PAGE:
In 1836, Mexican forces captured the Alamo in San Antonio killing the last of 187 defenders who had held out in the fortified Texas mission for 13 days. Famous frontiersman Davy Crockett was among those killed on the final day.
In 1853, "La Traviata" by Giuseppe Verdi premiered in Venice, Italy.
In 1857, the U.S. Supreme Court handed down its landmark ruling that black slave Dred Scott couldn't sue for his freedom in a federal court, even though his white owner had died in a "free" state.
In 1944, during World War II, U.S. bombers flying from Britain began the first daytime attacks on Berlin.
In 1967, Svetlana Alliluyeva, Joseph Stalin's daughter, defected to the United States.
In 1981, Walter Cronkite signed off from the "CBS Evening News" for the final time after 19 years at the anchor's desk.
In 1982, an Egyptian court sentenced five Muslim fundamentalists to death for the assassination of President Anwar Sadat. Seventeen others drew prison terms.
In 1987, an earthquake and flood in northeastern Ecuador killed more than 300 people and ruptured a main oil pipeline.
Also in 1987, the British car ferry The Herald of Free Enterprise capsized off Zeebrugge, Belgium, killing at least 189 of some 540 people aboard.
In 1991, U.S. President George H.W. Bush declared the Persian Gulf War over.
In 2000, a federal jury convicted three New York City police officers of covering up the 1997 assault on prisoner Abner Louima in a police station men's room.
In 2002, Robert Ray, who succeeded Kenneth Starr as special prosecutor, said there was sufficient evidence to convict U.S. President Bill Clinton of perjury and obstruction of justice in the Monica Lewinski case. But, he said Clinton had agreed to admit he gave false testimony under oath, thus avoiding prosecution.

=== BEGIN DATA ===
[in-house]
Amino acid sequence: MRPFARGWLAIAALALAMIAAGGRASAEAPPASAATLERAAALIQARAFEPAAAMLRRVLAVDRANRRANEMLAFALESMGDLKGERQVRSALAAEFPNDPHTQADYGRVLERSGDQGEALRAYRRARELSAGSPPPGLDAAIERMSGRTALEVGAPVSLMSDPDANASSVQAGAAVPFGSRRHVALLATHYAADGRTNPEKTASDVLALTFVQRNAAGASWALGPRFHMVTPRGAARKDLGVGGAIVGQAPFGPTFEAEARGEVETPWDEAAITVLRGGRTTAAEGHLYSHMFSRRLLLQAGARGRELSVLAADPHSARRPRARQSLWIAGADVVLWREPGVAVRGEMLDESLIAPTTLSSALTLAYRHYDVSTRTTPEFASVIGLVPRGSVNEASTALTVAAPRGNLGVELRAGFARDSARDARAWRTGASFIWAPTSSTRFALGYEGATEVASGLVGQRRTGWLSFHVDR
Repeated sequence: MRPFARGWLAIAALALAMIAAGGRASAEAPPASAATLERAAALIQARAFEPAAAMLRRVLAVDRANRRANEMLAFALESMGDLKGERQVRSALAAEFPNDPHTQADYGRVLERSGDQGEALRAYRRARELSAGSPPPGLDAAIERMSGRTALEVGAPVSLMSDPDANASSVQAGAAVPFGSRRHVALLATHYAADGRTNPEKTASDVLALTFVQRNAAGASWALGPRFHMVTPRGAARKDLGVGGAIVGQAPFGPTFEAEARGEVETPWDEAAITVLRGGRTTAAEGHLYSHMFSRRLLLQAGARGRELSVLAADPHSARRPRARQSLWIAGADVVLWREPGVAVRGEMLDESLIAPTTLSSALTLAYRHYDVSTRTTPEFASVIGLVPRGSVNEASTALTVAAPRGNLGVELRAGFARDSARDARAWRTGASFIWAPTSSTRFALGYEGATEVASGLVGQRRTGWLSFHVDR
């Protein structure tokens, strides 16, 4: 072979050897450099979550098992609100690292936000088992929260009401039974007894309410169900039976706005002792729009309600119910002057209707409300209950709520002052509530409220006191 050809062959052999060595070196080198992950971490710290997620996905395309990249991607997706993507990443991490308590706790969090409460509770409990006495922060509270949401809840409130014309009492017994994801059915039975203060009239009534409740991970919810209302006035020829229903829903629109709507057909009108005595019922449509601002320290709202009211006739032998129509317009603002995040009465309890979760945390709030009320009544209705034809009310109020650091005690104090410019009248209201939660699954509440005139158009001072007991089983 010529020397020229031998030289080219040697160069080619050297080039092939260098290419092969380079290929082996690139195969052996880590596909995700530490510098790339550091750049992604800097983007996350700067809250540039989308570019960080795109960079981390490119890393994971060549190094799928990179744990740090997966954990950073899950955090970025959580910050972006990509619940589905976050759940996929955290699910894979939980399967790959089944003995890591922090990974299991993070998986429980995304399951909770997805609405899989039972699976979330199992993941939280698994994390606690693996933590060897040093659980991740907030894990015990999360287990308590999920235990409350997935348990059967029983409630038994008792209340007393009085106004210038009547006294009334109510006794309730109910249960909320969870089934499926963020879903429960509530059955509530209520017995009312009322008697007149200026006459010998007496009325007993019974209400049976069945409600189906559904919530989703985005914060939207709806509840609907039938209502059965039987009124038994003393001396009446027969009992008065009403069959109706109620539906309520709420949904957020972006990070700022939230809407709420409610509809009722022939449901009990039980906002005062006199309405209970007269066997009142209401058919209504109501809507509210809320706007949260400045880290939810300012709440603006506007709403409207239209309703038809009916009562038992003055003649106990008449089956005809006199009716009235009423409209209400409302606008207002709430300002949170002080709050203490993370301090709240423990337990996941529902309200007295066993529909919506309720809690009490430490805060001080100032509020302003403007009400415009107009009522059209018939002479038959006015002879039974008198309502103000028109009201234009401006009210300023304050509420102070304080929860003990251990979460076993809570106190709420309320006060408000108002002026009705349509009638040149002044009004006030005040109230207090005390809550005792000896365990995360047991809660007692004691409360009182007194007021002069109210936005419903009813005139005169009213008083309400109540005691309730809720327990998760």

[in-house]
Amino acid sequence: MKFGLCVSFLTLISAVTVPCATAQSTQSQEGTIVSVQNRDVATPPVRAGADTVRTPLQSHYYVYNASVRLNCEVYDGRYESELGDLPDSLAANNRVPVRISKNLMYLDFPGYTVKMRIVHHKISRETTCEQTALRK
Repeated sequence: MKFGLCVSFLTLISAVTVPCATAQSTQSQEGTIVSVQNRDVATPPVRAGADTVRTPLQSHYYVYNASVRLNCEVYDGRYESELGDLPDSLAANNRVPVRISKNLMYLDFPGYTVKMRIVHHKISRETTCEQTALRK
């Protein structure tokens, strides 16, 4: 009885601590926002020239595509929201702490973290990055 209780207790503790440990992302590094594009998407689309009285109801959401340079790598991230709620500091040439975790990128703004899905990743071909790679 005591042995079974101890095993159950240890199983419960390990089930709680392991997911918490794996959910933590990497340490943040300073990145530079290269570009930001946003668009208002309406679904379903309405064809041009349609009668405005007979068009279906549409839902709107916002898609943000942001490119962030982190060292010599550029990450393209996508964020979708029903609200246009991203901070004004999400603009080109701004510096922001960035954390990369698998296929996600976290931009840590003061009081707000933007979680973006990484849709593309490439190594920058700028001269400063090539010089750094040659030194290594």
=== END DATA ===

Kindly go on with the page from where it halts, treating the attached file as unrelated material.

In 2003, U.S. Secretary of State Colin Powell said the United States could lead a coalition of nations that would disarm Iraq even without U.N. authority.
Also in 2003, the U.S. Senate approved a U.S.-Russian agreement whereby each country would reduce deployed nuclear warheads to between 1,700 and 2,200 by 2012.
In 2006, officials said the 2005 hurricane season was the costliest disaster in U.S. history with Congress considering another $20 billion in relief. The federal government already had committed $88 billion to help areas devastated by hurricanes Katrina, Rita and Wilma.
In 2007, Lewis "Scooter" Libby, former chief of staff to Vice President Dick Cheney, was convicted of lying to FBI agents and to a grand jury in the investigation into who leaked the name of a covert CIA agent to the media.
In 2008, in the deadliest attack on Israeli citizens in two years, a Palestinian gunman fired hundreds of rounds of automatic weapons fire at the Mercaz Harav yeshiva in Jerusalem, killing eight students.
Also in 2008, at least 68 people died in a series of coordinated bombings in a mostly Shiite shopping district in Baghdad.
In 2009, U.S. unemployment hit 8.1 percent of the work force in February, the highest point since 1983. The figure represented the loss of 651,000 jobs.
Also in 2009, the White House said President Barack Obama planned to reverse former President George W. Bush's policy limiting federal funding for stem-cell research.
In 2010, several top Taliban leaders were killed when helicopter gunships targeted their hideouts, the Pakistani interior minister reported.
Also in 2010, pilots flocked to support the New York air traffic controller suspended for letting his 9-year-old twins instruct pilots while they were in flight. The Federal Aviation Administration took a different view. A thought for the day: Elizabeth Barrett Browning wrote that, "A woman's always younger than a man of equal years."